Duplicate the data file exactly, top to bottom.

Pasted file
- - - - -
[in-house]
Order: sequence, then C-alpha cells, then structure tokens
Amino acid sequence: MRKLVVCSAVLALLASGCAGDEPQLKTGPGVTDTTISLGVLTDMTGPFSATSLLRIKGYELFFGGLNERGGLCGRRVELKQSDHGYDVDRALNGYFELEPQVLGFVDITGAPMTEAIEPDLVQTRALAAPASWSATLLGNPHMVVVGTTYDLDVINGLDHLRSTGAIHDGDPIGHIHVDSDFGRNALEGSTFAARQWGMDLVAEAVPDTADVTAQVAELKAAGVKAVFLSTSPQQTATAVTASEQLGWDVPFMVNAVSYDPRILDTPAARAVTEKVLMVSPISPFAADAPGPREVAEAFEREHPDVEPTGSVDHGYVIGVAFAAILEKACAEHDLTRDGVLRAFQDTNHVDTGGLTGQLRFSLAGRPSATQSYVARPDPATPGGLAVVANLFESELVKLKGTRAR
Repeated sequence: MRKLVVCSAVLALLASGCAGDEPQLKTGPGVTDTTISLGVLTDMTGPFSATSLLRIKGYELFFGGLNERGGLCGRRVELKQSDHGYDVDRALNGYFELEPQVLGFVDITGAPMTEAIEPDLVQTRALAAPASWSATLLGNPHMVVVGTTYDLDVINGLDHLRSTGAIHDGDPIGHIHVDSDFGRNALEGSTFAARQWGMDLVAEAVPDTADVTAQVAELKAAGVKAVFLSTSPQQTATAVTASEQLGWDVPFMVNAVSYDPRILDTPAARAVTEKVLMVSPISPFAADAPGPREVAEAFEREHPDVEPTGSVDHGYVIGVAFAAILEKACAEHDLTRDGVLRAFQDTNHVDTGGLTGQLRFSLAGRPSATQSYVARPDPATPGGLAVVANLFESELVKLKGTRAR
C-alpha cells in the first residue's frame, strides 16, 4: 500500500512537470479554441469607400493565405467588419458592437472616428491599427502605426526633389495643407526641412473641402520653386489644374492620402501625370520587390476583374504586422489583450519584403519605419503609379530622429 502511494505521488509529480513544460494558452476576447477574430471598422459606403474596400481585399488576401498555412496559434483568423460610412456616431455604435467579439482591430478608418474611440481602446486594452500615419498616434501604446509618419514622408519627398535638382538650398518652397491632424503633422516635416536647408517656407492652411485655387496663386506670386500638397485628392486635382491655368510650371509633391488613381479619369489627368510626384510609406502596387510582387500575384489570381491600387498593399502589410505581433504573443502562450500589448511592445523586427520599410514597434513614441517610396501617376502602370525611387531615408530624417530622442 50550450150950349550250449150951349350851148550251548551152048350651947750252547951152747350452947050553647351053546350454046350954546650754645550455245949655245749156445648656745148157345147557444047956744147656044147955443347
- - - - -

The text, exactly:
[in-house]
Order: sequence, then C-alpha cells, then structure tokens
Amino acid sequence: MRKLVVCSAVLALLASGCAGDEPQLKTGPGVTDTTISLGVLTDMTGPFSATSLLRIKGYELFFGGLNERGGLCGRRVELKQSDHGYDVDRALNGYFELEPQVLGFVDITGAPMTEAIEPDLVQTRALAAPASWSATLLGNPHMVVVGTTYDLDVINGLDHLRSTGAIHDGDPIGHIHVDSDFGRNALEGSTFAARQWGMDLVAEAVPDTADVTAQVAELKAAGVKAVFLSTSPQQTATAVTASEQLGWDVPFMVNAVSYDPRILDTPAARAVTEKVLMVSPISPFAADAPGPREVAEAFEREHPDVEPTGSVDHGYVIGVAFAAILEKACAEHDLTRDGVLRAFQDTNHVDTGGLTGQLRFSLAGRPSATQSYVARPDPATPGGLAVVANLFESELVKLKGTRAR
Repeated sequence: MRKLVVCSAVLALLASGCAGDEPQLKTGPGVTDTTISLGVLTDMTGPFSATSLLRIKGYELFFGGLNERGGLCGRRVELKQSDHGYDVDRALNGYFELEPQVLGFVDITGAPMTEAIEPDLVQTRALAAPASWSATLLGNPHMVVVGTTYDLDVINGLDHLRSTGAIHDGDPIGHIHVDSDFGRNALEGSTFAARQWGMDLVAEAVPDTADVTAQVAELKAAGVKAVFLSTSPQQTATAVTASEQLGWDVPFMVNAVSYDPRILDTPAARAVTEKVLMVSPISPFAADAPGPREVAEAFEREHPDVEPTGSVDHGYVIGVAFAAILEKACAEHDLTRDGVLRAFQDTNHVDTGGLTGQLRFSLAGRPSATQSYVARPDPATPGGLAVVANLFESELVKLKGTRAR
C-alpha cells in the first residue's frame, strides 16, 4: 500500500512537470479554441469607400493565405467588419458592437472616428491599427502605426526633389495643407526641412473641402520653386489644374492620402501625370520587390476583374504586422489583450519584403519605419503609379530622429 502511494505521488509529480513544460494558452476576447477574430471598422459606403474596400481585399488576401498555412496559434483568423460610412456616431455604435467579439482591430478608418474611440481602446486594452500615419498616434501604446509618419514622408519627398535638382538650398518652397491632424503633422516635416536647408517656407492652411485655387496663386506670386500638397485628392486635382491655368510650371509633391488613381479619369489627368510626384510609406502596387510582387500575384489570381491600387498593399502589410505581433504573443502562450500589448511592445523586427520599410514597434513614441517610396501617376502602370525611387531615408530624417530622442 50550450150950349550250449150951349350851148550251548551152048350651947750252547951152747350452947050553647351053546350454046350954546650754645550455245949655245749156445648656745148157345147557444047956744147656044147955443347